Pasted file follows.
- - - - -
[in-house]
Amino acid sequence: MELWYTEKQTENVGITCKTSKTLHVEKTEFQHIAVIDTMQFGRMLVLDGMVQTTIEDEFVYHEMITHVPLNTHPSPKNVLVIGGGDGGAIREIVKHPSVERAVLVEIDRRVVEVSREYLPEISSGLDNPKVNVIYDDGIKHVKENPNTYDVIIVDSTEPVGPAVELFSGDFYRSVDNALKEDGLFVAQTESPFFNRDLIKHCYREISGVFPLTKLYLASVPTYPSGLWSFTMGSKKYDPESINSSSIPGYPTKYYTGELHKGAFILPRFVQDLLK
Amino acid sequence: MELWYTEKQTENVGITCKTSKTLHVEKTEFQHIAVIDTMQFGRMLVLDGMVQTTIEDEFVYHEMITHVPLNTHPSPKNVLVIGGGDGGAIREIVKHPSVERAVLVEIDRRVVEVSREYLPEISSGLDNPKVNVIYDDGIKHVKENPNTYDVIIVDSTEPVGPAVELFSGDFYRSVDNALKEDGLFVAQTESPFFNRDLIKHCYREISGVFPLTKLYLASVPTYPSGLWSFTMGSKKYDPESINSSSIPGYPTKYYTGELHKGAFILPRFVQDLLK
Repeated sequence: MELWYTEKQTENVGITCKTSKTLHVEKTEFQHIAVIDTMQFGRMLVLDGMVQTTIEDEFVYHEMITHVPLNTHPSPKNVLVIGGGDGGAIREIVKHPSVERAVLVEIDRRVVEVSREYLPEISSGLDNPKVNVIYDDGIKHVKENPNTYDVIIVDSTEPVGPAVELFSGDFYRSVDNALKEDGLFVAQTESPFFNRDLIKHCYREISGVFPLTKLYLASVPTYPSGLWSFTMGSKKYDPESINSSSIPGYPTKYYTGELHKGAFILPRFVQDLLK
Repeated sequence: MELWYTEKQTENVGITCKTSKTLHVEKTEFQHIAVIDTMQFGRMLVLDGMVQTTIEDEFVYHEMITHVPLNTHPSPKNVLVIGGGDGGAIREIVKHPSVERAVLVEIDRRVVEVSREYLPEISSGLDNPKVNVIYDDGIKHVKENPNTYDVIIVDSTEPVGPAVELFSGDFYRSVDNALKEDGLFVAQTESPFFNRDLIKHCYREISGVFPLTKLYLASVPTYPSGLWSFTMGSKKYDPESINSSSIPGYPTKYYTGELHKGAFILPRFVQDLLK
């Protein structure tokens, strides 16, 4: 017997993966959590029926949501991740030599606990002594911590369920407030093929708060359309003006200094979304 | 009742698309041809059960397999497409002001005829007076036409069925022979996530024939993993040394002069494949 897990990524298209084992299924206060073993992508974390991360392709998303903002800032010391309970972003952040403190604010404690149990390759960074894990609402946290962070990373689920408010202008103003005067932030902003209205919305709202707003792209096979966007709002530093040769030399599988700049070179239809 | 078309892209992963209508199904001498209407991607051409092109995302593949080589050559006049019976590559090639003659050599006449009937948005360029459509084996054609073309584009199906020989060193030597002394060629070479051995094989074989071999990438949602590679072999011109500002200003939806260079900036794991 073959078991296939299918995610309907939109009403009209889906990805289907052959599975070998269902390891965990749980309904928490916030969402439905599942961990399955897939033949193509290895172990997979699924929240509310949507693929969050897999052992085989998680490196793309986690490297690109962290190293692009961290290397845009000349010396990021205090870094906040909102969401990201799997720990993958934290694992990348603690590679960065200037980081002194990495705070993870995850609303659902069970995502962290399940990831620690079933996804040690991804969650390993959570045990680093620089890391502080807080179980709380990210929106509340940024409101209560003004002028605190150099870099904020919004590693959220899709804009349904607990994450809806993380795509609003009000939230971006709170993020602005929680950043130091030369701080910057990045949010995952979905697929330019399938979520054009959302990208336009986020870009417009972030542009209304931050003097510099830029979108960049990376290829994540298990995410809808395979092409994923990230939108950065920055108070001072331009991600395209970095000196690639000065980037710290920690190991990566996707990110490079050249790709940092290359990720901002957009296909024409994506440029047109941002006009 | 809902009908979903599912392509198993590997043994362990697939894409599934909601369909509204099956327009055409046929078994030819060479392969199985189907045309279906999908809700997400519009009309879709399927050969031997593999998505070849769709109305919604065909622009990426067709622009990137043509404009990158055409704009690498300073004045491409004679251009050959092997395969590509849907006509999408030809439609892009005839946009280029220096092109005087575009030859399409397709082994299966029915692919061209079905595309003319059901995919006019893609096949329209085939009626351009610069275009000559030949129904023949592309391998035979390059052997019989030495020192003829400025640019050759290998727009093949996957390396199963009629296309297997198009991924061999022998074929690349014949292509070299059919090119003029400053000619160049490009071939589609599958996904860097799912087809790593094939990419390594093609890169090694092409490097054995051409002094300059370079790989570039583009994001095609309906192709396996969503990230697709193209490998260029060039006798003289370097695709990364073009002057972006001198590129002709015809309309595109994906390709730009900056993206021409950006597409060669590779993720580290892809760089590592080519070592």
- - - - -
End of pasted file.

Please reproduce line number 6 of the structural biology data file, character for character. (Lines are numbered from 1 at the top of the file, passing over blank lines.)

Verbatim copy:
């Protein structure tokens, strides 16, 4: 017997993966959590029926949501991740030599606990002594911590369920407030093929708060359309003006200094979304 | 009742698309041809059960397999497409002001005829007076036409069925022979996530024939993993040394002069494949 897990990524298209084992299924206060073993992508974390991360392709998303903002800032010391309970972003952040403190604010404690149990390759960074894990609402946290962070990373689920408010202008103003005067932030902003209205919305709202707003792209096979966007709002530093040769030399599988700049070179239809 | 078309892209992963209508199904001498209407991607051409092109995302593949080589050559006049019976590559090639003659050599006449009937948005360029459509084996054609073309584009199906020989060193030597002394060629070479051995094989074989071999990438949602590679072999011109500002200003939806260079900036794991 073959078991296939299918995610309907939109009403009209889906990805289907052959599975070998269902390891965990749980309904928490916030969402439905599942961990399955897939033949193509290895172990997979699924929240509310949507693929969050897999052992085989998680490196793309986690490297690109962290190293692009961290290397845009000349010396990021205090870094906040909102969401990201799997720990993958934290694992990348603690590679960065200037980081002194990495705070993870995850609303659902069970995502962290399940990831620690079933996804040690991804969650390993959570045990680093620089890391502080807080179980709380990210929106509340940024409101209560003004002028605190150099870099904020919004590693959220899709804009349904607990994450809806993380795509609003009000939230971006709170993020602005929680950043130091030369701080910057990045949010995952979905697929330019399938979520054009959302990208336009986020870009417009972030542009209304931050003097510099830029979108960049990376290829994540298990995410809808395979092409994923990230939108950065920055108070001072331009991600395209970095000196690639000065980037710290920690190991990566996707990110490079050249790709940092290359990720901002957009296909024409994506440029047109941002006009 | 809902009908979903599912392509198993590997043994362990697939894409599934909601369909509204099956327009055409046929078994030819060479392969199985189907045309279906999908809700997400519009009309879709399927050969031997593999998505070849769709109305919604065909622009990426067709622009990137043509404009990158055409704009690498300073004045491409004679251009050959092997395969590509849907006509999408030809439609892009005839946009280029220096092109005087575009030859399409397709082994299966029915692919061209079905595309003319059901995919006019893609096949329209085939009626351009610069275009000559030949129904023949592309391998035979390059052997019989030495020192003829400025640019050759290998727009093949996957390396199963009629296309297997198009991924061999022998074929690349014949292509070299059919090119003029400053000619160049490009071939589609599958996904860097799912087809790593094939990419390594093609890169090694092409490097054995051409002094300059370079790989570039583009994001095609309906192709396996969503990230697709193209490998260029060039006798003289370097695709990364073009002057972006001198590129002709015809309309595109994906390709730009900056993206021409950006597409060669590779993720580290892809760089590592080519070592």